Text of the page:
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SideQuest Joins The Khronos Group To Push OpenXR

SideQuest Joins The Khronos Group To Push OpenXR

SideQuest is now a member of the Khronos Group with plans to support the industry standard OpenXR.

While we are still in the early days of adoption for OpenXR among developers, the standard is already initially supported by runtimes from Facebook, Valve and Microsoft with game engines Unity and Unreal on board as well. SideQuest’s support for Khronos and OpenXR could one day make it easier — or cheaper — for developers to release early access applications that will run on a wider range of headsets.

It will still take years for developers to build new applications for headsets using OpenXR. The hardware responsible for computing the physics and drawing the walls of virtual worlds differ quite a bit between standalones like Oculus Quest and PC-powered systems. These differences mean that developers will still need to make at least two versions of their OpenXR app to run on all headsets, one for a standalones like Quest and the other for PC-based Windows systems.

There are some games already that sell access to both a .apk you can install to Quest and a .zip file you can download to your PC. One such example is Tommy Maloteaux,’s Deisim, which is sold via the indie game store for several dollars. Maloteaux works for SideQuest now and explained how OpenXR would’ve changed things for him if he started fresh today:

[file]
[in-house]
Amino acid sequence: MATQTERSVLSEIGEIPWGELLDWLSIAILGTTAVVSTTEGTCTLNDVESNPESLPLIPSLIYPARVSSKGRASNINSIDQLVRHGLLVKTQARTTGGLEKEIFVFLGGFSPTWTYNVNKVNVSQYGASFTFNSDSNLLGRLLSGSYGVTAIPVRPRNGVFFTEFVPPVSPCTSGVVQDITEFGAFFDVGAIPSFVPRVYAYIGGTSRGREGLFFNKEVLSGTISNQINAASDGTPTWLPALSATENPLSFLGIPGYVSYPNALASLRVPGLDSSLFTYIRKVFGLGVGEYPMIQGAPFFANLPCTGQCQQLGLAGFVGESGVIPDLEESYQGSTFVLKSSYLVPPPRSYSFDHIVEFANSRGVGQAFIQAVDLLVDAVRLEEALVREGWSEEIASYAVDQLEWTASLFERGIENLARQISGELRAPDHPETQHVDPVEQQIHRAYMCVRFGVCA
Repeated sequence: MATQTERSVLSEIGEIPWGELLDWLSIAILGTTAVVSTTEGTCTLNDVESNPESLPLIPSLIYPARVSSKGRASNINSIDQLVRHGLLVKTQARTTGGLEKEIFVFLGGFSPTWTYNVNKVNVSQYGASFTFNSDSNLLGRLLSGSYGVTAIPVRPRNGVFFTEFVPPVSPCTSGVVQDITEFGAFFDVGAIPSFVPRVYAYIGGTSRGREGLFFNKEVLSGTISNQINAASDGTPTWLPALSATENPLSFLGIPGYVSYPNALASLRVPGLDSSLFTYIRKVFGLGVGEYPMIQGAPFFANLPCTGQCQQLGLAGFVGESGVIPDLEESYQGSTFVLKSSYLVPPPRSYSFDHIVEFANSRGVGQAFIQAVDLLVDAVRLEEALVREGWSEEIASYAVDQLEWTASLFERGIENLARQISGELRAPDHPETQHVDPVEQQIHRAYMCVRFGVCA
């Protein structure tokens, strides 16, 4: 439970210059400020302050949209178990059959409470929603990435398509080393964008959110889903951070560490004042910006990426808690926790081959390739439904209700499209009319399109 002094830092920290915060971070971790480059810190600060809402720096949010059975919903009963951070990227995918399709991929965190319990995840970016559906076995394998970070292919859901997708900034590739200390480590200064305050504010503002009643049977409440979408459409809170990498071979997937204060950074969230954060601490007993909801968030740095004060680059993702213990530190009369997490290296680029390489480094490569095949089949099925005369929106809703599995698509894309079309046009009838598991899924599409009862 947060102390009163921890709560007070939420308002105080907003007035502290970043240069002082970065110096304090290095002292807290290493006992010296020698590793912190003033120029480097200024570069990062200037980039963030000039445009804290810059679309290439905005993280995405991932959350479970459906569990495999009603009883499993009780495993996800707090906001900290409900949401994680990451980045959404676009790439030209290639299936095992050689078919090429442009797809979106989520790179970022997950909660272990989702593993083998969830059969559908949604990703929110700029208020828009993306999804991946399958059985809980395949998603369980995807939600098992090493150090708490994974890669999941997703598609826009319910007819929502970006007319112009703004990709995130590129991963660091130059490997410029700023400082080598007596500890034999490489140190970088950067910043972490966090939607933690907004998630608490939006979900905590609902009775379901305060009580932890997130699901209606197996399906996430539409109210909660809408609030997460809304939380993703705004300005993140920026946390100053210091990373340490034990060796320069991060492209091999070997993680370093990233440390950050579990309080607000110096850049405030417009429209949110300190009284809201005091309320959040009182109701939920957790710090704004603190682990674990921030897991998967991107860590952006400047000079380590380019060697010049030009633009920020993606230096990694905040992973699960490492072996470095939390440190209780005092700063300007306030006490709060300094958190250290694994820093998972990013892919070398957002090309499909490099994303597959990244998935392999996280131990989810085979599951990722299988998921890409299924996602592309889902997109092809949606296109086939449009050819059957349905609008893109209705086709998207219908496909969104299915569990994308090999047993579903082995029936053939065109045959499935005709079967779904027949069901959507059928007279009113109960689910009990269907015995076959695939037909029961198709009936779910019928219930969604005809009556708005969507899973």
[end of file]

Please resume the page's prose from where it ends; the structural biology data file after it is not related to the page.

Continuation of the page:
“This is a project I made 4 years ago and that I am still actively maintaining so each new market fragmentation introduced by a new headset is complicating my life. If I started fresh today I would probably abstract myself from the vendors SDK as much as possible before I build the project to be sure to not lose a lot of time in maintenance like I did for Deisim. I made a system to mitigate that issue in Deisim now allowing me to quickly implement something around each new vendor SDK but I am looking forward for what OpenXR will bring to the table. Games are not made, sold and forgotten as it once was and I truly believe that having that layer of abstraction will not only avoid a lot of issues for most developers but also allow players in the future to experience what was made by VR pioneers regardless of their VR headset.”

We’ll of course be watching this space closely to see what SideQuest does with OpenXR in the future and how the standard affects developers going forward.

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